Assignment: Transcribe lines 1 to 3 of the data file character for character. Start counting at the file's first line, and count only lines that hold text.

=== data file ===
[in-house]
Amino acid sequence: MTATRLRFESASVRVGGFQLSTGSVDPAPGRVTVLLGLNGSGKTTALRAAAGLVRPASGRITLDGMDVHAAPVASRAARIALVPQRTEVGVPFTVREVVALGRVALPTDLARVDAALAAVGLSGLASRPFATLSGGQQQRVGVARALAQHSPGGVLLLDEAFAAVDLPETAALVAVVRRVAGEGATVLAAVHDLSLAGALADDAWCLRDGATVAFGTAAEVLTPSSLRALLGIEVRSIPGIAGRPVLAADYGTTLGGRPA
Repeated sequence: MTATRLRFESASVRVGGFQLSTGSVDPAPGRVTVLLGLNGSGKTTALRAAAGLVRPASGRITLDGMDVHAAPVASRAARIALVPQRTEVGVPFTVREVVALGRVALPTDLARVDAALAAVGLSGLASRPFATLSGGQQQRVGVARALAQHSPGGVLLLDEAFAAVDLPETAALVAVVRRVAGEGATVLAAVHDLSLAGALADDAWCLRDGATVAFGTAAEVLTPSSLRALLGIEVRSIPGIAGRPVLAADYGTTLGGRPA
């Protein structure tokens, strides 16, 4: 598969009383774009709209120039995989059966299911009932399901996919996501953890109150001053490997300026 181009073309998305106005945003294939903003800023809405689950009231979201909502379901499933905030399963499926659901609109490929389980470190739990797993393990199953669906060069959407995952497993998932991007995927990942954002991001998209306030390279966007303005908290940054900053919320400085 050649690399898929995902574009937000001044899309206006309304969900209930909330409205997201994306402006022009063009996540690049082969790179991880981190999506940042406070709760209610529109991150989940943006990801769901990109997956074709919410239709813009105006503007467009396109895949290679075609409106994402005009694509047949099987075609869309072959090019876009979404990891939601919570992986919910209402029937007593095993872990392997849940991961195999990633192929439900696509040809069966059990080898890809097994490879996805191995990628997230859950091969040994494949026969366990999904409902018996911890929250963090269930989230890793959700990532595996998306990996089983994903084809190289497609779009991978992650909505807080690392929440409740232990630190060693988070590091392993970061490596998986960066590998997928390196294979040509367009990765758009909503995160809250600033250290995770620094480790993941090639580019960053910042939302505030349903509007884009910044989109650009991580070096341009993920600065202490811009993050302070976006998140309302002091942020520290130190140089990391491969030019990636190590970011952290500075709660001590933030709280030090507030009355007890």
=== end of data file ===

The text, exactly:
[in-house]
Amino acid sequence: MTATRLRFESASVRVGGFQLSTGSVDPAPGRVTVLLGLNGSGKTTALRAAAGLVRPASGRITLDGMDVHAAPVASRAARIALVPQRTEVGVPFTVREVVALGRVALPTDLARVDAALAAVGLSGLASRPFATLSGGQQQRVGVARALAQHSPGGVLLLDEAFAAVDLPETAALVAVVRRVAGEGATVLAAVHDLSLAGALADDAWCLRDGATVAFGTAAEVLTPSSLRALLGIEVRSIPGIAGRPVLAADYGTTLGGRPA
Repeated sequence: MTATRLRFESASVRVGGFQLSTGSVDPAPGRVTVLLGLNGSGKTTALRAAAGLVRPASGRITLDGMDVHAAPVASRAARIALVPQRTEVGVPFTVREVVALGRVALPTDLARVDAALAAVGLSGLASRPFATLSGGQQQRVGVARALAQHSPGGVLLLDEAFAAVDLPETAALVAVVRRVAGEGATVLAAVHDLSLAGALADDAWCLRDGATVAFGTAAEVLTPSSLRALLGIEVRSIPGIAGRPVLAADYGTTLGGRPA